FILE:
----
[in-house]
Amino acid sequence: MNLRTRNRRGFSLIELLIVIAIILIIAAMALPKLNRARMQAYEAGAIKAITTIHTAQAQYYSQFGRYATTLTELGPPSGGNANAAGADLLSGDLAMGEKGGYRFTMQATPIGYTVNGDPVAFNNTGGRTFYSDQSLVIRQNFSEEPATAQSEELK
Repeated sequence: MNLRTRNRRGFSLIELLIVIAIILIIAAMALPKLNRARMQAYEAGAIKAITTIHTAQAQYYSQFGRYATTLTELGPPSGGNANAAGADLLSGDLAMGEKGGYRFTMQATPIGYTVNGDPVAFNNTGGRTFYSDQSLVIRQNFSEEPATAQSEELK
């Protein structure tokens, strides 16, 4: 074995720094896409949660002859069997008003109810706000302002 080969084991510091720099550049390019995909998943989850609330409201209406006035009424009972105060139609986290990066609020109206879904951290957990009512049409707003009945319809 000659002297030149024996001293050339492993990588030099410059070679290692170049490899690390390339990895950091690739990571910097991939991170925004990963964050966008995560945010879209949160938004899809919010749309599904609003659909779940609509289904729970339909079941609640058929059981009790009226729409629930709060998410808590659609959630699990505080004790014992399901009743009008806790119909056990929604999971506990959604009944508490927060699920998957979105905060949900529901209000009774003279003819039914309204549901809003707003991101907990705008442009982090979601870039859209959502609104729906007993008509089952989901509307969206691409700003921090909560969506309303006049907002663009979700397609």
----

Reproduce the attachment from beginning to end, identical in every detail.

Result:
[in-house]
Amino acid sequence: MNLRTRNRRGFSLIELLIVIAIILIIAAMALPKLNRARMQAYEAGAIKAITTIHTAQAQYYSQFGRYATTLTELGPPSGGNANAAGADLLSGDLAMGEKGGYRFTMQATPIGYTVNGDPVAFNNTGGRTFYSDQSLVIRQNFSEEPATAQSEELK
Repeated sequence: MNLRTRNRRGFSLIELLIVIAIILIIAAMALPKLNRARMQAYEAGAIKAITTIHTAQAQYYSQFGRYATTLTELGPPSGGNANAAGADLLSGDLAMGEKGGYRFTMQATPIGYTVNGDPVAFNNTGGRTFYSDQSLVIRQNFSEEPATAQSEELK
């Protein structure tokens, strides 16, 4: 074995720094896409949660002859069997008003109810706000302002 080969084991510091720099550049390019995909998943989850609330409201209406006035009424009972105060139609986290990066609020109206879904951290957990009512049409707003009945319809 000659002297030149024996001293050339492993990588030099410059070679290692170049490899690390390339990895950091690739990571910097991939991170925004990963964050966008995560945010879209949160938004899809919010749309599904609003659909779940609509289904729970339909079941609640058929059981009790009226729409629930709060998410808590659609959630699990505080004790014992399901009743009008806790119909056990929604999971506990959604009944508490927060699920998957979105905060949900529901209000009774003279003819039914309204549901809003707003991101907990705008442009982090979601870039859209959502609104729906007993008509089952989901509307969206691409700003921090909560969506309303006049907002663009979700397609």